15. The Beatles • 1957: formed by Lennon as the Quarrymen • 1959: three guitarists playing whenever they could find a drummer as Johnny & the Moondogs • Jan 1960: changed their name to the Beatals to pay tribute to Buddy Holly & the Crickets • May 1960: changed again to the Silver Beatles • August 1960: final change – the Beatles

  16. Rock n’ Roll – Forever Changed • British Invasion – the Beatles to the US (1964); playing songs from debut album, Please Please Me • In January 1963 “I Want to Hold Your Hand” reached #1 on US pop charts • Rock n’ Roll becomes more acceptable to parents; televised nationally (Beatlemania) •

  17. Beatlemania • “I have never seen anything like it. Nor heard any noise to approximate the ceaseless, frantic, hysterical scream which met the Beatles when they took the stage after what seemed a hundred years of earlier acts. All very good, all marking time, because no one had come for anything other than the Beatles. Then the theatre went wild. First aid men and police – men in the stalls, women mainly in the balcony – taut and anxious, patrolled the aisles, one to every three rows. Many girls fainted. Thirty were gently carried out, protesting in their hysteria, forlorn and wretched in an unrequited love for four lads who might have lived next door. The stalls were like a nightmare March Fair. No one could remain seated. Clutching each other, hurling jelly babies at the stage, beating their brows, the youth of Britain’s second city surrendered themselves totally.” • Derek Taylor (From his book Fifty Years Adrift)

  18. Rock n’ Roll Film • The Beatles’ film debut, A Hard Day’s Night was a “complete success.” • The soundtrack to Help! (1965) also reached the top of the charts. • Rubber Soul, their first album of all original material included: “Norwegian Wood,”“Nowhere Man,”“Michelle,” and “In My Life.” • established Lennon and McCartney as the “preeminent popular songwriting team of their generation.” • Heavily influenced Bob Dylan, Frank Zappa, Brian Wilson, and The Rolling Stones. SOURCES: Shirley, 53-54. Graphics courtesy of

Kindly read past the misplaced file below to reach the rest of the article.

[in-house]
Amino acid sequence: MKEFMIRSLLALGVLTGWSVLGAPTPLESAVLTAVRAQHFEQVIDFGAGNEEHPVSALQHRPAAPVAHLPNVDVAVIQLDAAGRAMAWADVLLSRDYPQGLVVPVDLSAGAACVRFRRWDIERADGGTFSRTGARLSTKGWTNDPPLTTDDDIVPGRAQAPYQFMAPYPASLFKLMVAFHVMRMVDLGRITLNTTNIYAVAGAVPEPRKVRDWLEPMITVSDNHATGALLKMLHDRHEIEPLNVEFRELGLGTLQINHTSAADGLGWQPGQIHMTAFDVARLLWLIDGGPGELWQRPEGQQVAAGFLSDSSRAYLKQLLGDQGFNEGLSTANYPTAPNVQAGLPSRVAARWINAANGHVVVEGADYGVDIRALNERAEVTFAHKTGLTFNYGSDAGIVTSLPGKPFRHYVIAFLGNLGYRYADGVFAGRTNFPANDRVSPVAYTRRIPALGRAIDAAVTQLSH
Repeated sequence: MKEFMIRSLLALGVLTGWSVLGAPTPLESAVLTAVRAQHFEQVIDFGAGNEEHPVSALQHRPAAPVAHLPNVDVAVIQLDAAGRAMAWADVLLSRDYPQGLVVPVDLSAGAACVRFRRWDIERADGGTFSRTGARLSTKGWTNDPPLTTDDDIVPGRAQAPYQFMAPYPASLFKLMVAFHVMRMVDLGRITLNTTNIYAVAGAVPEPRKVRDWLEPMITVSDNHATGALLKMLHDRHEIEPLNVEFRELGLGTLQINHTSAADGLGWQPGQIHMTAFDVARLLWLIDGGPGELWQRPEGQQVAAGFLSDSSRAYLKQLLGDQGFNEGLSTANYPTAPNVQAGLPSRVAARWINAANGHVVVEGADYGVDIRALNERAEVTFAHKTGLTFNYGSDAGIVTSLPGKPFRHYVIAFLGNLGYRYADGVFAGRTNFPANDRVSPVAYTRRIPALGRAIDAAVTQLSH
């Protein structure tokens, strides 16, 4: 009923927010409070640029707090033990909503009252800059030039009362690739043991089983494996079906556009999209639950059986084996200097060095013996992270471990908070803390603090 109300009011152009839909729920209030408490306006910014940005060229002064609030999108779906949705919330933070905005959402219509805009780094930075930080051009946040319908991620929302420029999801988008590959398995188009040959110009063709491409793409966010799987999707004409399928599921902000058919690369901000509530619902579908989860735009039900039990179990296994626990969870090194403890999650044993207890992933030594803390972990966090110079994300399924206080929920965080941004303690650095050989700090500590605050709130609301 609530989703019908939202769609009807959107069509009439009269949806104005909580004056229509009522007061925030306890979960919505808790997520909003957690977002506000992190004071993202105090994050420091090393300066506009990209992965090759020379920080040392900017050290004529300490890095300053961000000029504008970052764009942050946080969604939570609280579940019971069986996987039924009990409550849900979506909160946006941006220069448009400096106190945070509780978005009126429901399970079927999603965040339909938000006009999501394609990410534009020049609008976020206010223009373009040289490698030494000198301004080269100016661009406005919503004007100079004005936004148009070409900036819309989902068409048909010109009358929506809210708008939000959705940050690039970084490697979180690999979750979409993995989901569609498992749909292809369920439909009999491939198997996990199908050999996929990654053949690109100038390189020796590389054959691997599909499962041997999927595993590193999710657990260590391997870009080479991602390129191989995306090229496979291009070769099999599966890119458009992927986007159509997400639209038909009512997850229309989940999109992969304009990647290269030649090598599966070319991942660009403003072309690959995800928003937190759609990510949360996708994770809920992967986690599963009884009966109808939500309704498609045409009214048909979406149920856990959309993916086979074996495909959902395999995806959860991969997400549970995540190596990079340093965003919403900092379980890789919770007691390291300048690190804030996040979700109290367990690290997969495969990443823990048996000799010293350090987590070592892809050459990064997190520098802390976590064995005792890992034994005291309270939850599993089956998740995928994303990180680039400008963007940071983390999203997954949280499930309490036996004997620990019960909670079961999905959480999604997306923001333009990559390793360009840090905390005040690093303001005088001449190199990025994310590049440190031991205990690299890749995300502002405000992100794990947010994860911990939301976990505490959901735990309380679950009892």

19. 1966-1967 – Controversy & Sgt. Pepper • “Christianity will go … We’re more popular than Jesus now…” (John Lennon, 1966) • In July 1967 Sgt. Pepper’s Lonely Hearts Club Band appeared in record stores. • Sgt. Pepper further departed from the conventional pop rock idiom of the time and incorporated balladry, psychedelic, music hall, and symphonic influences • With an estimated 32 million copies sold, it is one of the world's best selling albums • considered by many to be the most influential and famous rock album ever, and has been named the greatest album of all time by both All Time Top 1000 Albums and Rolling Stone. • Brian Epstein died in 1967, and the band stopped touring and started to concentrate more heavily on recording SOURCES: Shirley, 55-56.;

  20. End of an Era • At the end of the decade they had several successes including Magical Mystery Tour, Yellow Submarine, The White Album, and Abbey Road. • The latter two were more collections of songs by the band’s members. • In 1969 Paul McCartney’s “Hey Jude” would become the Beatles’ biggest hit ever. • By the end of 1970, Lennon, McCartney, and Harrison had all released solo albums and The Beatles had disbanded. SOURCES: Shirley, 56-57. Graphics:

  21. Debut album of The Animals The Animals • balanced tough, rock-edged pop singles against rhythm and blues-oriented album material • Headed by organist Alan Price and lead singer Eric Burdon. • In 1964, had their biggest hit, “House of the Rising Sun.”

  22. About the Animals •  "To me, the Animals were a revelation. They were the first records with full-blown class consciousness that I'd ever heard." "We Gotta Get Out of This Place" that's every song I've ever written... That's 'Born to Run,' 'Born in the U.S.A.,' everything I've done for the past 40 years including all the new ones. That struck me so deep. It was the first time I felt I heard something come across the radio that mirrored my home life, my childhood.“ • Bruce Springsteen, 2012

  23. The Kinks • influenced by a wide range of genres, including rhythm and blues, British music hall, folk, country • Albums characterized by concept (reflected English culture) • In 1965 had hits: “You Really Got Me,” (first heavy metal riff) “All Day and All of the Night,” and “Tired of Waiting for You.” (all controversial) • With “A Well Respected Man” their lyrics became more complex and their sound influenced by traditional British music. • Some of the more interesting rock albums of the 60s and 70s included: Face to Face, Muswell Hillbillies, and The Kink Kronikles. • Stayed together for 32 years (influenced Van Halen, Nirvana, countless others) The Kinks (from left) Pete Quaife, Dave Davies, Mick Avory, Ray Davies. “You Really Got Me” (1965)